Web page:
On my motorcycle my key lock cylinder has failed.  When I turn my key to run I get NO lights whatsoever.   12v goes into my key lock cylinder and when the correct key is inserted the key lock cylinder is supposed to spit out 6v DC which goes to my computer (to allow it to run).

I'm trying to bypass my key lock cylinder.

I have no problems posting the title to my bike or whatever you want.

Much appreciated!

i am an idiot
Platinum - Posts: 13,566
Joined: September 21, 2006
Location: Louisiana, United States
Posted: August 22, 2008 at 9:53 PM / IP Logged

What kind of bike is this?   I have heard of the same Hocus Pocus on a GSXR, but several are for sale on the internet with Remote start units installed.  I found a diagram of the GSXR and there is nothing of the sort on the bike.  They say the ECU is looking for 9 volts on that bike, according to the diagram, the ignition switch provides a ground for the ECU  the Magic Regulator is inline with the power wire of the ECU.

i am an idiot
Platinum - Posts: 13,566
Joined: September 21, 2006
Location: Louisiana, United States
Posted: August 22, 2008 at 10:02 PM / IP Logged

I still have no idea what kind of Bike you have,  here is the diagram for the GSXR   Ignition switch is in center of page at top.   ECU is at top all the way to the right.  This bike too is supposed to have some magic in the key.  Notice the right side of the ignition switch simply connects the orange wire from the ECU to ground.  The ECU may only run on 9 volts as they say, but if it does, the regulation is in the power side of the unit.  The orange wire is simply looking for ground to allow it to turn on.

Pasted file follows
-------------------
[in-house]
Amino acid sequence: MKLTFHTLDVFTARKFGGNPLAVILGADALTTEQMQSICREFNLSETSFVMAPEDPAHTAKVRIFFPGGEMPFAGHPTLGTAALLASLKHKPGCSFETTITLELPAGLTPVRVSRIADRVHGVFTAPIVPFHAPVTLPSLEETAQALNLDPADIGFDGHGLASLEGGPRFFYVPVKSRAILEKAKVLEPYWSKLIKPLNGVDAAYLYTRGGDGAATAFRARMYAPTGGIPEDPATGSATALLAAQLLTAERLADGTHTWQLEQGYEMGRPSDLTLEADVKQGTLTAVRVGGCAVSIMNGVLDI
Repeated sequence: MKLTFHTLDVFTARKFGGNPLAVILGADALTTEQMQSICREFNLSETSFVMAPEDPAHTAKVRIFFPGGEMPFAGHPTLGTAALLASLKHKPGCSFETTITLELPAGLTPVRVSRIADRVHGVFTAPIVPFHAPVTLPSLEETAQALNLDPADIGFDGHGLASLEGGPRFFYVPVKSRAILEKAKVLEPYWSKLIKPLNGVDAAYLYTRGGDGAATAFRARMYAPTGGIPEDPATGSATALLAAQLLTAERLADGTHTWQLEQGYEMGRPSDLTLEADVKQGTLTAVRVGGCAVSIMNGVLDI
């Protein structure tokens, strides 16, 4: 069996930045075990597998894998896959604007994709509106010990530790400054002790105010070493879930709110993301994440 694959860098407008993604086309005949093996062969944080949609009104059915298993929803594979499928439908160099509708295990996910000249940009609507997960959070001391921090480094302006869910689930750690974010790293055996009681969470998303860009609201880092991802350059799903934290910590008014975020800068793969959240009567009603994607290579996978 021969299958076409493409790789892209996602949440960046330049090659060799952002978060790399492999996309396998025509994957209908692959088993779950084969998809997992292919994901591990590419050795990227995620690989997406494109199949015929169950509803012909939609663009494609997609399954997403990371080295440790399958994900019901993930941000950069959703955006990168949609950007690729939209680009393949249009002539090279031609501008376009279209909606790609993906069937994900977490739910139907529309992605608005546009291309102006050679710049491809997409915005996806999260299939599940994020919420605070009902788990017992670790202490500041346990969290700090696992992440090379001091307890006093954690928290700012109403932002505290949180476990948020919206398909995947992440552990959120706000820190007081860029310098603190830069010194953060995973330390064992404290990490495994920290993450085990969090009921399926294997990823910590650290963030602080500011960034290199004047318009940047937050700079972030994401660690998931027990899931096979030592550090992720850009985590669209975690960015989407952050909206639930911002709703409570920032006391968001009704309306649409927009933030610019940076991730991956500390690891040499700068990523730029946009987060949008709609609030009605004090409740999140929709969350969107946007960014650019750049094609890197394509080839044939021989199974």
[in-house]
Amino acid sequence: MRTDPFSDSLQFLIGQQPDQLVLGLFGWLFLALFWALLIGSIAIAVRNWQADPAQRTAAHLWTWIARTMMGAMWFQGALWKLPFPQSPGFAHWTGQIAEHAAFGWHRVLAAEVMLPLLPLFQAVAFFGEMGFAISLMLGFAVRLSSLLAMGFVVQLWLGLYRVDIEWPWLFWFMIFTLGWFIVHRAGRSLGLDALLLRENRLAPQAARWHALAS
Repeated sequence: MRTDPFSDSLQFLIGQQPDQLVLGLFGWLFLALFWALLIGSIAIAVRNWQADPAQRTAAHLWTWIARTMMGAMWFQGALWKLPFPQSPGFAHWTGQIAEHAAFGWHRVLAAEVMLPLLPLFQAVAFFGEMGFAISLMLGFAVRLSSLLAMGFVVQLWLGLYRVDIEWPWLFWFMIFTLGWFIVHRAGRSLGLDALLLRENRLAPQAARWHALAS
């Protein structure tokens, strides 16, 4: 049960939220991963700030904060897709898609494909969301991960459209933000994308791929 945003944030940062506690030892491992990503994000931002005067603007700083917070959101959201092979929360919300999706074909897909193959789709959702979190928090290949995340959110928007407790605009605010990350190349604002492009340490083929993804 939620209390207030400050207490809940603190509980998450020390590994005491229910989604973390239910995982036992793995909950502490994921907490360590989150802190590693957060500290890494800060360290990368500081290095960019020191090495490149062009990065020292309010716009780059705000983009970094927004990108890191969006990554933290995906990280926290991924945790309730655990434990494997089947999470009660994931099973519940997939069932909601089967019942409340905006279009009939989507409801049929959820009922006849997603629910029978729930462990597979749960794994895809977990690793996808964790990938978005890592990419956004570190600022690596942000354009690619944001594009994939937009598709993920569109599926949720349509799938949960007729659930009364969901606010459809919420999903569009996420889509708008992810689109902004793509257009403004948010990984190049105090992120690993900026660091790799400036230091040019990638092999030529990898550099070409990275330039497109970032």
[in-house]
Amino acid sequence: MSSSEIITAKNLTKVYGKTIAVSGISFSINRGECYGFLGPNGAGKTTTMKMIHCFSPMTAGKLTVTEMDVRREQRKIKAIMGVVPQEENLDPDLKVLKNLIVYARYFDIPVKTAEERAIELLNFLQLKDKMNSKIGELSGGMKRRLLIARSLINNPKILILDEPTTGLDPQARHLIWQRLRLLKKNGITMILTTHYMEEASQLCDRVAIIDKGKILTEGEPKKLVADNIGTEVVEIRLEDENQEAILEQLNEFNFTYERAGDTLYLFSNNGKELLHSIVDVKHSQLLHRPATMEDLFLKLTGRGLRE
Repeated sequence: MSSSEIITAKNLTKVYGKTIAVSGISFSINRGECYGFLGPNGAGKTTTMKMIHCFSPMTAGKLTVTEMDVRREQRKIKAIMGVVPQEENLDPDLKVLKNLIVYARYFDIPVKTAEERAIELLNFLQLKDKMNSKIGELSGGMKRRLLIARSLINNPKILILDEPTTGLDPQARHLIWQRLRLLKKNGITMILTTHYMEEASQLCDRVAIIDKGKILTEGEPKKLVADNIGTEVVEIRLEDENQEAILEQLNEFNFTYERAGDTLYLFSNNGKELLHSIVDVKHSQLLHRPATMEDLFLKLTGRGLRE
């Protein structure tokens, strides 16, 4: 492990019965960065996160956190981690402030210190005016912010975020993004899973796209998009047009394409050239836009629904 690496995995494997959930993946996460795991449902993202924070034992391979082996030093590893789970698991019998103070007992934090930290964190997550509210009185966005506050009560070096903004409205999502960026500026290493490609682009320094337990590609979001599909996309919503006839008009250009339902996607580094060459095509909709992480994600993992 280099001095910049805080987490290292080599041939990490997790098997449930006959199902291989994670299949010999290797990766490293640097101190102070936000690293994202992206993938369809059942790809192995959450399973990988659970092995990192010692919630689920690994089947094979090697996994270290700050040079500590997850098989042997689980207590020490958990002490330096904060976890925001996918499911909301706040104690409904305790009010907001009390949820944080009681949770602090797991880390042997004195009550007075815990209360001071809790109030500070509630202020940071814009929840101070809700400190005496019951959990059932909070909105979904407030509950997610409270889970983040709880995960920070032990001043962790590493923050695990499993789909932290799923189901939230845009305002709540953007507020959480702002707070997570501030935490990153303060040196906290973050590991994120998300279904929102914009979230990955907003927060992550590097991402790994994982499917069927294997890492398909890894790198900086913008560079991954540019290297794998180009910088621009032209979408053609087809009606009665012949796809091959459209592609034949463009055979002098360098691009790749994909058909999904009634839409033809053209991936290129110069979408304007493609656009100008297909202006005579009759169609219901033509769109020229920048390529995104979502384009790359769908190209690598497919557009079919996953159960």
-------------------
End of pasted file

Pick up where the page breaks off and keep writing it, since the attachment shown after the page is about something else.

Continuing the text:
ezrollin
Copper - Posts: 65
Joined: August 22, 2008
Location: Texas, United States
Posted: August 22, 2008 at 10:05 PM / IP Logged

sorry about that delay

Its a 2001 Kawasaki Ninja 750 P model (carbs)

clean & clear title

Paid \$3500 from some sort of lawyer guy in dallas

ezrollin
Copper - Posts: 65
Joined: August 22, 2008
Location: Texas, United States
Posted: August 22, 2008 at 10:14 PM / IP Logged

That has no load... it would get really hot and might explode the battery.  Am I remotely correct?

i am an idiot
Platinum - Posts: 13,566
Joined: September 21, 2006
Location: Louisiana, United States
Posted: August 22, 2008 at 10:28 PM / IP Logged
Not gonna blow up or heat up as long as the resistors are 1 watt or larger. The circuit will need to handle 3/4 of a watt.
OHM'S LAW
BASE FORMULAS      P=I*E      E=I*R
TO FIND VOLTAGE      E=P/I      E=I*R      E=SQR(P*R)
TO FIND CURRENT      I=P/E      I=E/R      I=SQR(P/R)
TO FIND POWER      P=I*E      P=E2/R      P=I2*R
TO FIND RESISTANCE      R=E2/P      R=E/I      R=P/I2
P = Power in Watts
E = Electromotive Force in Volts
I = Electrical Current in Amps
R = Electrical Resistance in Ohms
SQR = Square Root
Note:
I use 'E' to represent voltage most of the time but sometimes you'll see 'V' used for voltage. Don't let it confuse you.
Copied and Pasted with permission form BCAE1.com